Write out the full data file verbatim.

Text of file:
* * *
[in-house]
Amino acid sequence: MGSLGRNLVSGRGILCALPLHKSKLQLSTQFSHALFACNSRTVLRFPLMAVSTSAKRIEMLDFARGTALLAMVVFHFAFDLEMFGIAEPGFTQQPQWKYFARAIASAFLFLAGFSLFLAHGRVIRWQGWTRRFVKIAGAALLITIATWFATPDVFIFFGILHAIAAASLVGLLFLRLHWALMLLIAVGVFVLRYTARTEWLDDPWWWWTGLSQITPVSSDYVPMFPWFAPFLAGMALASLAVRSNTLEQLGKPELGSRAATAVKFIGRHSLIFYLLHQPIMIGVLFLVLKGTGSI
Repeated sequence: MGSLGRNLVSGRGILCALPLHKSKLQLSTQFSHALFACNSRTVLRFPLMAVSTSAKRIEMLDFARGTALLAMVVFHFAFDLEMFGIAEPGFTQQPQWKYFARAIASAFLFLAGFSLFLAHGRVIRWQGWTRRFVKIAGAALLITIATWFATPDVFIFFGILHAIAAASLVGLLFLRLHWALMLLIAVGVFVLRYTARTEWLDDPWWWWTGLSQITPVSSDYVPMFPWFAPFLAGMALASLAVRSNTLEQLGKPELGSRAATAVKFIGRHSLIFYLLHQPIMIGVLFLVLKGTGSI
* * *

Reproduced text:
[in-house]
Amino acid sequence: MGSLGRNLVSGRGILCALPLHKSKLQLSTQFSHALFACNSRTVLRFPLMAVSTSAKRIEMLDFARGTALLAMVVFHFAFDLEMFGIAEPGFTQQPQWKYFARAIASAFLFLAGFSLFLAHGRVIRWQGWTRRFVKIAGAALLITIATWFATPDVFIFFGILHAIAAASLVGLLFLRLHWALMLLIAVGVFVLRYTARTEWLDDPWWWWTGLSQITPVSSDYVPMFPWFAPFLAGMALASLAVRSNTLEQLGKPELGSRAATAVKFIGRHSLIFYLLHQPIMIGVLFLVLKGTGSI
Repeated sequence: MGSLGRNLVSGRGILCALPLHKSKLQLSTQFSHALFACNSRTVLRFPLMAVSTSAKRIEMLDFARGTALLAMVVFHFAFDLEMFGIAEPGFTQQPQWKYFARAIASAFLFLAGFSLFLAHGRVIRWQGWTRRFVKIAGAALLITIATWFATPDVFIFFGILHAIAAASLVGLLFLRLHWALMLLIAVGVFVLRYTARTEWLDDPWWWWTGLSQITPVSSDYVPMFPWFAPFLAGMALASLAVRSNTLEQLGKPELGSRAATAVKFIGRHSLIFYLLHQPIMIGVLFLVLKGTGSI